Aoife O’Ceallachain went along to the Irish Shorts 4: Finding Their Place to find some great filmmakers and films with characters seeking acceptance, vindication, assurance or literally accommodation.
On the afternoon of Thursday the 14th of November, I went along to the fourth instalment of Irish Shorts at the Gate Cinema. Under the title ‘Finding Their Place’, this collection of films showcases characters dealing with homelessness, feeling trapped and trying to find their purpose. The programme proved to be a showcase for some great emerging talent and I left the cinema excited about all the work these filmmakers are going to make in the future. For anyone looking to get involved in the film industry, going to shorts is a great place to start. You get a sense of the other work out there and you’ll start to see the same names come up again and again. It really opened my eyes to the talent we have, and the talent we as a nation have to nourish. With that said, I want to draw attention to a few shorts that caught my eye.
Sinead O’Shea / Ireland / 2019 / 4 mins
Humblebrag had the biggest audible reaction. Directed by Sinead O’Shea (A Mother Brings her Son to Be Shot) we see a man and woman sit down on a sofa, where he shows her a montage he’s made of their relationship. It starts off normal enough, showing clips of her at gigs, on dates, at Electric Picnic and at the funfair. But the content starts to get darker, more annoyed, past the phase of pretence. Have to say it was too graphic for me at 6 o’clock on a Thursday – I just wasn’t expecting to see POV porn. But I guess the unexpected is part of the fun. At only 4 minutes it certainly packs a punch, best saved for after the watershed.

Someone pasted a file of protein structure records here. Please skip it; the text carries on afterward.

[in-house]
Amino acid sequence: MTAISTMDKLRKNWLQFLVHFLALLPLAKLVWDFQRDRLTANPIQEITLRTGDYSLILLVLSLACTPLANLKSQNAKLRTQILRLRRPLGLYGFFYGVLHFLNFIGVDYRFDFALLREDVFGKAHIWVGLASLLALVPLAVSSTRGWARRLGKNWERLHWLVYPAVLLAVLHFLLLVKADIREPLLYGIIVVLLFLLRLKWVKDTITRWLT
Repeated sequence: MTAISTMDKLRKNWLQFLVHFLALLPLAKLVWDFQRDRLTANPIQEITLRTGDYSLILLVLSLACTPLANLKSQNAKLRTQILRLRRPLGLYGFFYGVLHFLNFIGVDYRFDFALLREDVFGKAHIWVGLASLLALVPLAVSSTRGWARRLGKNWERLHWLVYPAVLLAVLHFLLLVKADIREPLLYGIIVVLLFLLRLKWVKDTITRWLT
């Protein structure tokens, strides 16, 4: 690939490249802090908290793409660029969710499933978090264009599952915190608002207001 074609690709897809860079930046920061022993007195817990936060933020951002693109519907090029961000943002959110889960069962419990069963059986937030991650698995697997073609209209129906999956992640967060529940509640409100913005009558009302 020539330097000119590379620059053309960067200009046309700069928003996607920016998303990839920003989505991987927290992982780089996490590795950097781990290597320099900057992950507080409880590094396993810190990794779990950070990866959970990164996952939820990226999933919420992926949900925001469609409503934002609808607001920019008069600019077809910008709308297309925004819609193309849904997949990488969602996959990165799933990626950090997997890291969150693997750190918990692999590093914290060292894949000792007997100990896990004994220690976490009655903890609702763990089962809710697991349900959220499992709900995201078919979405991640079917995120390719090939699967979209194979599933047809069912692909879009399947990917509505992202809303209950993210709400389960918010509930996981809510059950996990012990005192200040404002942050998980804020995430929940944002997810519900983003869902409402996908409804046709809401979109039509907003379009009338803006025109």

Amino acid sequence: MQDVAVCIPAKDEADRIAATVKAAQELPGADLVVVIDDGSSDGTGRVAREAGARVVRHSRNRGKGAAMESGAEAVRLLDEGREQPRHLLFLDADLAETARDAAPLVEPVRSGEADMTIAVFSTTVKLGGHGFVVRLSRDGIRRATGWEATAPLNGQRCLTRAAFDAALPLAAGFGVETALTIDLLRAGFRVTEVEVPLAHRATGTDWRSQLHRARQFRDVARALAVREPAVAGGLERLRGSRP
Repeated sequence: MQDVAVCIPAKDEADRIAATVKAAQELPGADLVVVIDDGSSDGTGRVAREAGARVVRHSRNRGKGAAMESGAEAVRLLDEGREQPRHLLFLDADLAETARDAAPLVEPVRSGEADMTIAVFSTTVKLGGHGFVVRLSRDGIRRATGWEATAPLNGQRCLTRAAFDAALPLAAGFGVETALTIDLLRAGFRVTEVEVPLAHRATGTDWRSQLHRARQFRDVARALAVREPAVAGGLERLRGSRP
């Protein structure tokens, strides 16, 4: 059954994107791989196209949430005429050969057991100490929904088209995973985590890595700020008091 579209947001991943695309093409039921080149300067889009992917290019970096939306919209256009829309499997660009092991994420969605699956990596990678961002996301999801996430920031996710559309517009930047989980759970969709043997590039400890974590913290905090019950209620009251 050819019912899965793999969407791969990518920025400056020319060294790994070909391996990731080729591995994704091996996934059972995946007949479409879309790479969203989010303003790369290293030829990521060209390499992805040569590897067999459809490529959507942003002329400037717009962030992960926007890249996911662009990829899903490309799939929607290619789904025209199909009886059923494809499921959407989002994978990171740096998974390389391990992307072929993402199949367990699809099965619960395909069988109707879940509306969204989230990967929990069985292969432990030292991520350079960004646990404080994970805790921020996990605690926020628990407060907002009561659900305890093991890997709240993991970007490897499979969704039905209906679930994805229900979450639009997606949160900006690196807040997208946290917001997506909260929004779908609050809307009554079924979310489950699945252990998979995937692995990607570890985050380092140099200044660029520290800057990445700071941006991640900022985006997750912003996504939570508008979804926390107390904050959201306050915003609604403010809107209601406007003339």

Olivia J Middleton / UK, Ireland / 2019 / 18 mins
Winner of Best Cork Film, Olivia J. Middleton’s Rosalyn is a psychological horror about a farmer who is expecting a child. As the delivery date looms, Rosalyn starts to see a disturbing figure coming out of the woods; animals become scared of her. Is Rosalyn imagining all this or are malevolent forces at play? Tackling themes of isolation, mental health during pregnancy and the expectations of motherhood, the film manages to teeter between delusion and reality. With influences of Jennifer Kent’s Babadook, Middleton’s haunting film leaves a lot to the imagination and inspired great discussion after the credits.
Katie McNeice / Ireland / 2019 / 17 mins
Directed, written, produced and edited by Katie McNeice, In Orbit is a sci-fi short set in the 2050s. Maura, a retired optician is asked to describe the best experience of her life for the Human Experience Records. Maura recalls how she had never had a relationship, and how it altered the way she viewed the world. But that all changed in her forties, when she met Amy. Ultimately, In Orbit is about taking chances and opening your heart to new experiences, no matter how scared you are. Maura’s memories of the marriage equality referendum capture the gravity of the moment as a change for Ireland, further reflected in the futuristic technology of the 2050s. Composer Emer Kinsella brings great atmosphere to the film and elevates it to another level. I personally can’t wait to see what McNeice brings out next.